By Caitlyn Collins | August 12, 2011
Writer: Michael Diliberti
Starring: Jesse Eisenberg, Aziz Ansari, Danny McBride, Nick Swardson, Dilshad Vadsaria, Fred Ward
Once again Hollywood displays its love of juvenile humor, as much of the “humor” in 30 Minutes or Less is without question aimed toward the sensibilities of a thirteen-year-old boy. None of the characters are worthy of admiration as they lie, steal, blow things up and talk about finger-banging the majority of the film.
Nick (Jesse Eisenberg) is a fast driving, pot smoking and utterly aimless (unless he’s delivering a pizza) delivery boy for Vito’s Pizza, whose motto is you’ll get your pizza in thirty minutes or less or it’s free. Nick lives with his best friend, Chet (Aziz Ansari), who lives for blow jobs, beer and videogames and has only recently moved up from Nick’s position by accepting a full-time job as an elementary school teacher. The two argue about who is the better man after Chet realizes Nick is in love with his sister, Kate (Dilshad Vadsaria), each revealing the less than noble deeds they’ve done behind the others backs over the years.
Dwayne (Danny McBride) is a thirty-something douchebag who lives off the lottery money won by his father, The Major (Fred Ward). Dwayne has every characteristic of every role Danny McBride has played: juvenile, arrogant, ignorant and almost incapable of talking about anything other than himself or pussy. Of course, every little man needs a sidekick to make himself feel more valuable, and Dwayne’s bomb-building friend Travis (Nick Swardson) fills the role beautifully.
When the Major pushes Dwayne a little too far, being the genius he is, he goes to a strip club to think. While giving Dwayne a lap dance, Juicy (Bianca Kajlich) reveals that she knows a guy that can take care of The Major. Dwayne persuades Travis of the merits of offing The Major and the two devise a plan so as not to get caught. They decide to build a bomb vest in order to force someone to rob a bank (they need cash to pay the hitman after all), but how to lure a poor sucker to them? Order a pizza, of course!
What ensues is madness without any hilarity. Gorilla-masked Dwayne and Travis (who also decides to act like a monkey for some reason) drug Nick and strap him with a bomb with orders to rob a bank or else they’ll blow him to pieces. Nick reconciles with Chet by going to his school (uh, last place I’d go as Chet rightly points out) and the two devise a plan for robbing the bank.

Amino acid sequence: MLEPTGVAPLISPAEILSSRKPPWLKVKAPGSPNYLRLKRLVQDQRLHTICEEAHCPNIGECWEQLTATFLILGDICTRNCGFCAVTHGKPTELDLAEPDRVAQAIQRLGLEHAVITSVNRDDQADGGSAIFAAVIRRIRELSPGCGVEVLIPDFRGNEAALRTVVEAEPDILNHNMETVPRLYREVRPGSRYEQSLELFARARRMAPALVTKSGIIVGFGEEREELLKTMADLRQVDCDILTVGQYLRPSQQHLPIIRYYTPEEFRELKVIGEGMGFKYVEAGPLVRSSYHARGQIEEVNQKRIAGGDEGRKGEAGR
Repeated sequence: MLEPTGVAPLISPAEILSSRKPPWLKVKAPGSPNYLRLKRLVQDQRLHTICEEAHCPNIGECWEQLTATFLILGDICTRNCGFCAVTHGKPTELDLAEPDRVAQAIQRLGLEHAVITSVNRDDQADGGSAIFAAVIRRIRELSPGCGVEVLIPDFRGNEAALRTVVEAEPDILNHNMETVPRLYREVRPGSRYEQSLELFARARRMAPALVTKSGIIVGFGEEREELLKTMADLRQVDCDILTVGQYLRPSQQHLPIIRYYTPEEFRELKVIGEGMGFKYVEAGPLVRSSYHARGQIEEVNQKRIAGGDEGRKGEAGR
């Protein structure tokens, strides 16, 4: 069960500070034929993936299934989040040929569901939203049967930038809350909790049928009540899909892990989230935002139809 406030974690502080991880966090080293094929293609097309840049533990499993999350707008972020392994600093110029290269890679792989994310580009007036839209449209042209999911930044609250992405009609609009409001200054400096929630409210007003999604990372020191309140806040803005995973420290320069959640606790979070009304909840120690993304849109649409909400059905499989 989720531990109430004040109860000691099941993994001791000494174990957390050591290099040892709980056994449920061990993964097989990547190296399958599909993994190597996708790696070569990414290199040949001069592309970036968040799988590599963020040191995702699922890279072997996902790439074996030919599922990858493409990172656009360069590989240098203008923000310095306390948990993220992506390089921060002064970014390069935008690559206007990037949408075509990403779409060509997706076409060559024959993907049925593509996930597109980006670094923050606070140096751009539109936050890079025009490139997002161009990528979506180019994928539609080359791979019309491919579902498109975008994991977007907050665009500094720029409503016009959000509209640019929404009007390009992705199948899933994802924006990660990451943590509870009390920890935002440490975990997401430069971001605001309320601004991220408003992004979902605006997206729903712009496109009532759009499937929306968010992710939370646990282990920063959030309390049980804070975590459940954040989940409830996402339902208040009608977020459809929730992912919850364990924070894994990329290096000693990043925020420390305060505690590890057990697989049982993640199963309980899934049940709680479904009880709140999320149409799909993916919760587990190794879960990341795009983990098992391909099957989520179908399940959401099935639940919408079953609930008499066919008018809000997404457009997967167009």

But first, Nick has a few errands to run. After declaring his love to Kate and giving his boss a big “fuck you,” the two head to the Family Dollar to purchase what the cashier deems a “rape kit.” Dwayne and Travis follow Nick’s every move to make sure he follows through with the robbery. Surprisingly, the duo manage to successfully rob the bank without much harm to anyone save a minor flesh wound after several people toss a gun around as if it weren’t a deadly weapon.
Nick and Chet leave the bank amazed at their achievement only to be stopped by a police officer. A police chase ensues, leaving multiple vehicles flipped and crush, including their own, but they manage to escape. It’s hard to believe an explosive vest would not blow up during a terrible crash; it’s a miracle.
Dwayne instructs Nick on where to take the money but instead of showing up himself sends Chango (Michael Pena) the soft-spoken hitman and Juicy to meet Nick, who quickly realizes Dwayne has no intention of giving him the code to unlock the bomb vest. He and Chet take the money and run.
The rest of the film is a back and forth of each group trying to take the money and deciding whether or not to kill in the process. It’s formulaic, flat and not comical. If there is a saving grace to be found in 30 Minutes or Less it lies in the film’s brevity, coming in thankfully at eighty-three minutes or less.